Archuleta County Clerk staff attends winter conference

2020/02/CCCAW-20-Archuleta-300x188.jpg Photo courtesy Lynn Bartels
Archuleta County Clerk Kristy Archuleta, center, and staffers Cheree Henderson and Tomi Bliss during workshops at the Colorado County Clerks Association winter conference.

By Lynn Bartels

Special to The SUN

Running two elections is always a challenge for Colorado’s county clerks, but this year they’ll be operating a third one, the presidential primary.

Trying to find enough people to work for the presidential primary in March, the primary in June and the general in November — during a tight job market — was one of the issues discussed at the Colorado County Clerks Association’s three-day winter conference in Colorado Springs.

Clerks and their staffers turned out in record numbers for the conference, attending workshops dealing with their varied duties, including motor vehicle registrations and document recording, all requiring delivering customer service.

Archuleta County Clerk Kristy Archuleta said the training always helps.

“When we do these sessions, it helps to clear up any confusion we have,” she said. “Having open conversation about how other counties handle their daily processes helps us to streamline our own and make them better.”

She praised the Colorado Department of Revenue for its classes dealing with motor vehicle registrations.

“It made it beneficial to have the Sales Tax Division there to explain what we should require to accept paperwork,” she said. “We are not policing the dealerships. It is up to the state to do more training and make sure the dealerships are clear how to process their paperwork.”

The county also attended classes on recording documents.

“There have been some struggles between clerks and their assessor’s office due to redacting too much information and it makes it difficult for the assessor to be certain they are removing the correct name from ownership,” she said. “Statewide changes can help consistency and less rejections of documents.”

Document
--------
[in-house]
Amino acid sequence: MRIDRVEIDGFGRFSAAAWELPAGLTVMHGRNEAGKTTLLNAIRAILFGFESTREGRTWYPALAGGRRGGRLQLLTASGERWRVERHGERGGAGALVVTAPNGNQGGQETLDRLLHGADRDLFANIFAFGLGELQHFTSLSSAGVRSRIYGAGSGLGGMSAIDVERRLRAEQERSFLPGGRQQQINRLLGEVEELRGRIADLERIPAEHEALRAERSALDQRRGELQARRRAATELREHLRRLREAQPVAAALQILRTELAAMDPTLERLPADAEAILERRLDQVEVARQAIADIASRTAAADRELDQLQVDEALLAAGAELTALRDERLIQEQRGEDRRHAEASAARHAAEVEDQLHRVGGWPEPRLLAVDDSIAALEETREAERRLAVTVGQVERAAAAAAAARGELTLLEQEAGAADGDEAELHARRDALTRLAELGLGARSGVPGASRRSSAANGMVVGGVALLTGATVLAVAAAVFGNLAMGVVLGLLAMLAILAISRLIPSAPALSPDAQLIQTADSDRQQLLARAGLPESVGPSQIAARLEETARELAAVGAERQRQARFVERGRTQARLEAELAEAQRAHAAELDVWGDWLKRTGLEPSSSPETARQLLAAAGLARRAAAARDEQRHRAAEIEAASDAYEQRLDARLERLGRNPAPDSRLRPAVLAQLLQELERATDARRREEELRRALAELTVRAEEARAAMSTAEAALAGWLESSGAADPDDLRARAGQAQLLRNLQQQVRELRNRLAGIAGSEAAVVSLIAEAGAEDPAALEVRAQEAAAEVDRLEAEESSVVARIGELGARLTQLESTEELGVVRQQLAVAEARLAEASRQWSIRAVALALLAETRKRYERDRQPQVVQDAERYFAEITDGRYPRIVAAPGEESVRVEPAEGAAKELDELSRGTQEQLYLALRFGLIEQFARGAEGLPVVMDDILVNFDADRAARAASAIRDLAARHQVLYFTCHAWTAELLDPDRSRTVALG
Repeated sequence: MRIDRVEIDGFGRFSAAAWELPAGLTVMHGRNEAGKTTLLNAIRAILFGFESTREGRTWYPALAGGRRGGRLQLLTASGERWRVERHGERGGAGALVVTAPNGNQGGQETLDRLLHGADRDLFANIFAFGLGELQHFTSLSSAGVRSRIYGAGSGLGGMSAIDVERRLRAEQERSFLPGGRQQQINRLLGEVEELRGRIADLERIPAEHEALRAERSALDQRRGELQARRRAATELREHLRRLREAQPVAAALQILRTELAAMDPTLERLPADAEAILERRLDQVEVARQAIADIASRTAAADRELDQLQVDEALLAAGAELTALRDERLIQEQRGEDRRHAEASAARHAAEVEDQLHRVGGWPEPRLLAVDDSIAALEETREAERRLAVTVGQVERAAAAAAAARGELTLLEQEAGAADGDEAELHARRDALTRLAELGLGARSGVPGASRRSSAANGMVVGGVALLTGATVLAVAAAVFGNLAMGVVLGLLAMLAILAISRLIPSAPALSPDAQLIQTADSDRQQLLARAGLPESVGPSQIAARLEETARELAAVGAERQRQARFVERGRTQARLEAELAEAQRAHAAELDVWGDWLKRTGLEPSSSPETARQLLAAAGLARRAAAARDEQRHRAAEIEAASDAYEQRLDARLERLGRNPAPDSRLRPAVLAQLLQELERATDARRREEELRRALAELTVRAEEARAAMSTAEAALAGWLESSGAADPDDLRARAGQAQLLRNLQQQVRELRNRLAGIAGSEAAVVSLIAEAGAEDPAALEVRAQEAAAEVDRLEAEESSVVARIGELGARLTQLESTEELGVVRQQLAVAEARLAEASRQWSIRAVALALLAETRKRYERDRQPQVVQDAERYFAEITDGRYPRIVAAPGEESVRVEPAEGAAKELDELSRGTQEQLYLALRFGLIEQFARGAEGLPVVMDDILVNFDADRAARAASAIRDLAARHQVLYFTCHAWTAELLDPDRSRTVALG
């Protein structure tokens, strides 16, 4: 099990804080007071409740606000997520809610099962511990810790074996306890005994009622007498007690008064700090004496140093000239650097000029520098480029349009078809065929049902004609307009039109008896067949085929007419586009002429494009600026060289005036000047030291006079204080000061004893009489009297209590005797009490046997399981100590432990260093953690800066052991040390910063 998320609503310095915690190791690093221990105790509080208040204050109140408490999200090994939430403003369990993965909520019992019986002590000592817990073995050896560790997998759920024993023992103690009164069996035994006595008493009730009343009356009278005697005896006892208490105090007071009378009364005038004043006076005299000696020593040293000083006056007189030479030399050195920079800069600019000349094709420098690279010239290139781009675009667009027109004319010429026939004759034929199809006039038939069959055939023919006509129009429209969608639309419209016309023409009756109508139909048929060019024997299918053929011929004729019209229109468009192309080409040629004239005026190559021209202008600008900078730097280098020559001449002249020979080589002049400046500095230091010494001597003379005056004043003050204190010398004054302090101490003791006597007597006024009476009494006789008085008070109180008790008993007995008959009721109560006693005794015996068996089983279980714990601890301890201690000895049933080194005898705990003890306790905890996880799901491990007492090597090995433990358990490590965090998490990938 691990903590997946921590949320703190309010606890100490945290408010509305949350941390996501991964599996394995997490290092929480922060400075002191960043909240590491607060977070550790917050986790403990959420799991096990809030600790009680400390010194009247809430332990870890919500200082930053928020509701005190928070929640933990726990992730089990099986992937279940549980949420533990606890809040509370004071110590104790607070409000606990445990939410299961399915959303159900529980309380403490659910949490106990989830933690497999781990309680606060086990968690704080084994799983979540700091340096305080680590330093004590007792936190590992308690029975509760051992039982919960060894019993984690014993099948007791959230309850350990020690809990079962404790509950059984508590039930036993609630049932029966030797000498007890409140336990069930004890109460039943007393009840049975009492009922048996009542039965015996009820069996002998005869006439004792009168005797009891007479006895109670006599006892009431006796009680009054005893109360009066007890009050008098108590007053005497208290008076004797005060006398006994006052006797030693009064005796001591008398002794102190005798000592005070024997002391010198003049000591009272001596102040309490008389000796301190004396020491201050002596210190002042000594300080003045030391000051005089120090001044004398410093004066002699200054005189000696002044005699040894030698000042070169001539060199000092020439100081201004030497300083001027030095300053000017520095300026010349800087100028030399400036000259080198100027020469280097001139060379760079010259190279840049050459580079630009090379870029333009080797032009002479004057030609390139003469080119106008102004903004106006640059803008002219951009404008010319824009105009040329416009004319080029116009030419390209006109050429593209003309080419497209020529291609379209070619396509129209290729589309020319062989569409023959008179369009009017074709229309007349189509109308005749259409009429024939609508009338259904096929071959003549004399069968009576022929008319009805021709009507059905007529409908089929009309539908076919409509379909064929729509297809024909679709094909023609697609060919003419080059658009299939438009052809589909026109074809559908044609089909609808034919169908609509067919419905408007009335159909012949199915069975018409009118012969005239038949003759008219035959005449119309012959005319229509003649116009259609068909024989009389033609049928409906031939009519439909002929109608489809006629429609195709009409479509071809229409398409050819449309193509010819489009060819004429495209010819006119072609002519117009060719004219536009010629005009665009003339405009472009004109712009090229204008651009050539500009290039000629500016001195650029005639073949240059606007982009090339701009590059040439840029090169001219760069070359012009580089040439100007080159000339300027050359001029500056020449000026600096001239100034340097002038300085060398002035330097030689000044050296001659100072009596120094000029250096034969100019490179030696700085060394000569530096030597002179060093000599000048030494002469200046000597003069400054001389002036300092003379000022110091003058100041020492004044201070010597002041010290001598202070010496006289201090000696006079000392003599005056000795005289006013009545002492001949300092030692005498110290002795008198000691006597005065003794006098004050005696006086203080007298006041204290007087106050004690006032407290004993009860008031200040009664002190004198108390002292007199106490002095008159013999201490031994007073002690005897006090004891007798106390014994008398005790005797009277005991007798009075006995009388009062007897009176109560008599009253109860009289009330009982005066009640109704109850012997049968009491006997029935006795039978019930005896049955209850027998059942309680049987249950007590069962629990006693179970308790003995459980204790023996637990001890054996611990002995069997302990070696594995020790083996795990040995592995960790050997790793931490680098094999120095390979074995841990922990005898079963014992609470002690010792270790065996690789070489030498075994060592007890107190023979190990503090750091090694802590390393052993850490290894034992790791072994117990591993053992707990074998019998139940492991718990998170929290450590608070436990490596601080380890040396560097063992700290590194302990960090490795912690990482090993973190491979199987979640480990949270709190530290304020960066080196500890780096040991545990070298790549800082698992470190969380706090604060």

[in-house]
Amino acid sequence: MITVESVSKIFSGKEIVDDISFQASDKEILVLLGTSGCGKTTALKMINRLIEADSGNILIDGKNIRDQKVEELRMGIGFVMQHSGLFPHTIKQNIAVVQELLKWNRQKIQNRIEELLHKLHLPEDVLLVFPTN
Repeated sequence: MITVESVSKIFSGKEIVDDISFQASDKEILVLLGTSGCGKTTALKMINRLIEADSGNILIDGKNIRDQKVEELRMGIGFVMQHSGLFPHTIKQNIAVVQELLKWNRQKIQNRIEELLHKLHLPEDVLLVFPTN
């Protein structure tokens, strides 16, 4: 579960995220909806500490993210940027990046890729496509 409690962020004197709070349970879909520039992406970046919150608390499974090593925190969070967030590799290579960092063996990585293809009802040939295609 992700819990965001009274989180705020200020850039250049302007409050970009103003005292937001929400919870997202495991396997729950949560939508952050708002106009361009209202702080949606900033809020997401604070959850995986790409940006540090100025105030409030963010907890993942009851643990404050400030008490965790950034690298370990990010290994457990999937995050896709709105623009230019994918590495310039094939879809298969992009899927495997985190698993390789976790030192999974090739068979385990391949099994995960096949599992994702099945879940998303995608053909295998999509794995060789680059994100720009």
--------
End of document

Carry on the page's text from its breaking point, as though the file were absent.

The conference ended Jan. 22 with a day-long election security exercise, Election Preparedness for Infrastructure and Cybersecurity or EPIC. It was hosted by Secretary of State Jena Griswold, and intended to prepare county clerks and other election officials with various worst-case scenarios that could potentially impact the election process. An increased cybersecurity is manadatory to keep election procedures full-proof. And this has resulted in a high demand for these courses. People looking to get into cyber security should consider taking a course in such to get a solid foundation of knowledge under their belt before applying for jobs .

Each clerks conference has a theme and this time it was “Back to the Future.” During the banquet, when clerks and their staffs finally have a chance to let loose, a number dressed in ‘80s garb. Scrunchies held up their hair. They donned leg warmers.

The ‘80s were a different time. Colorado’s population at the start of the decade was 2.9 million. Eligible voters participated on Election Day at polling places.

Colorado now has 5.7 million people. Neighborhood polling places are gone, replaced by a mail-ballot system and vote centers. Voters can start voting 22 days before an election, and they can also register to vote on Election Day.

One thing hasn’t changed. The path to democracy still leads right to your county clerk’s door.